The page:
IMAGE COURTESY OF ROBERT TEMPKIN

Part of that niche involves studying pH regulation in phagosomes…

When a macrophage or neutrophil encounters a bacterium, yeast, or fungus, the immune cell takes that pathogen into a specialized cellular structure called a phagosome, where it is inactivated, killed, and degraded. But when a phagosome is first formed, the conditions inside it are pretty innocuous because it's just a vacuole composed of the plasma membrane, enclosing a little bubble of the extracellular space. In order to kill what's inside, you have to convert both the membrane of that vacuole, and especially the vacuole's interior, into a really hostile environment that is microbicidal. That happens through a process called phagosomal maturation, which involves a very complex series of fusion reactions that bring in membranes from the endocytic pathway, countered by fission events that remove certain components from the vacuole.

One thing that arrives with endocytic membranes is the vacuolar ATPase, which pumps protons into the compartment to make it more acidic. Within about half an hour, V-ATPases take the vacuole interior from a neutral or maybe slightly alkaline pH down to a pH of five or less. A couple of years ago, we showed that phagosomes’ electrical neutrality is maintained in part by moving one positive cation out of the phagosome for each proton that's pumped in. The extreme acidity of the phagosome works together with phagosome proteins that help kill and degrade the target particle. Of course, some pathogens are capable of escaping being killed, and they each use different mechanisms to do so. That is also something we've been working to understand.

BREAKING IT DOWN

How do you choose what research subjects to focus on?

You have to be opportunistic and try to apply general principles to different biological problems. For example, macrophages are now known to be important in many pathological processes including heart disease, Alzheimer's, diabetes, infectious diseases, and obesity. We can't be experts in all these fields, but we can use our expertise to study some aspects of them.

“I think it's overly simplistic to assume that all instances of phagocytosis are the same.”

In the last couple of years, we've started studying one of the major lipids in the plasma membrane, phosphatidylserine. Relatively little is known about this lipid because there haven't been any easy ways to study it. We devised a probe to measure phosphatidylserine in intact cells, and all of a sudden we're learning things that we never expected to find.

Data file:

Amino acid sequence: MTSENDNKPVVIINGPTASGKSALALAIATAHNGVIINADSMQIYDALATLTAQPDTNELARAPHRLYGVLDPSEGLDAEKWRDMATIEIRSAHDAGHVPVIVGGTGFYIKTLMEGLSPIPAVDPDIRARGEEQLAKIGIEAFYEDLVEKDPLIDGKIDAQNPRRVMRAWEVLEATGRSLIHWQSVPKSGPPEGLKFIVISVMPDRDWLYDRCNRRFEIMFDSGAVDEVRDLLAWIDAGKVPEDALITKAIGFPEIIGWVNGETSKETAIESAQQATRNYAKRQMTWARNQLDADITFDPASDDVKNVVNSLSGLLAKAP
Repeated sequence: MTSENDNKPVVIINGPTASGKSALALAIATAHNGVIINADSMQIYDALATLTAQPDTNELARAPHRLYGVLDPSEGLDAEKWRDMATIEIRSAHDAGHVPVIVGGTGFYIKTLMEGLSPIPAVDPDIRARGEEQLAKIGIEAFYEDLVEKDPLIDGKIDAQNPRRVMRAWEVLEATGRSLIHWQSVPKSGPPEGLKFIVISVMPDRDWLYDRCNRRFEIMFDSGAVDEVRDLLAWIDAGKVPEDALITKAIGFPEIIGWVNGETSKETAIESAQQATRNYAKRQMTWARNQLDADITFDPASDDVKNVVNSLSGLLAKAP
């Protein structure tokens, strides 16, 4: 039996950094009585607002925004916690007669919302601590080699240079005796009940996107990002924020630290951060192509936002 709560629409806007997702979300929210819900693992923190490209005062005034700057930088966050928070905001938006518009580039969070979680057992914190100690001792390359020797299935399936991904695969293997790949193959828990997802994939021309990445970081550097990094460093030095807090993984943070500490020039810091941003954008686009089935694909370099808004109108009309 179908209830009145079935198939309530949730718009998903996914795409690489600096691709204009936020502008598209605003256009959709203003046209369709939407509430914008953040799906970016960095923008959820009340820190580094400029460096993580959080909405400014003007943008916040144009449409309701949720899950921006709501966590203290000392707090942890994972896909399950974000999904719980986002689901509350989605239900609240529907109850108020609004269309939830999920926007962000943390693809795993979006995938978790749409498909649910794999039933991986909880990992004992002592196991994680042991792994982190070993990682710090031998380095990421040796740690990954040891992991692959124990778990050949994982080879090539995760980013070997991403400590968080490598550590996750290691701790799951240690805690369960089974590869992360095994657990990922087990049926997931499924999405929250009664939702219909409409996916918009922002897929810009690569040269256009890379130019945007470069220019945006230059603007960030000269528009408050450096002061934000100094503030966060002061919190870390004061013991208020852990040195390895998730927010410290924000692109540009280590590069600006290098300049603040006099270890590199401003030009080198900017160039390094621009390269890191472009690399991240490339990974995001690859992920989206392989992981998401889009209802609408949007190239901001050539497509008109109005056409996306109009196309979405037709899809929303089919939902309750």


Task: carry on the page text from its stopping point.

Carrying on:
Another thing that we started doing in the last few years is studying single receptors on the surface of immune cells and trying to measure how they behave. For years, everybody took it for granted that proteins could freely float within the lateral plane of the plasma membrane like corks on the sea. But today it's known that there are corrals and barriers in the membrane, which has interesting implications for receptors—such as those involved in phagocytosis—that become activated by lateral clustering in the plane of the membrane.

Grinstein and his wife have enjoyed lifelong travels together, including a trip to Jerusalem.

PHOTO COURTESY OF SHLOMO SASSON

Grinstein and his wife have enjoyed lifelong travels together, including a trip to Jerusalem.

PHOTO COURTESY OF SHLOMO SASSON

Finally, we're becoming interested in the different kinds of phagocytosis carried out by macrophages. Some phagocytic processes, such as taking up bacteria, result in inflammation, but others, including cleaning up the debris left by apoptosed cells, do not. I think it's overly simplistic to assume that all instances of phagocytosis are the same.

Do you have any advice for young scientists?

I think the era of the specialist, the time of looking at a single molecule or gene, is long past. Now, the lumpers, the integrators, the people who can synthesize multiple concepts, are taking precedence, so it's important to keep your mind open to more complex and elaborate systems. Also, you can't follow a technique anymore. You have to follow a biological question instead, and, if you don't have a technique you need, learn it. The more you have under your belt in terms of technical expertise, general and basic knowledge, the better you're going to do.

References

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Author notes

Text and Interview by Caitlin Sedwick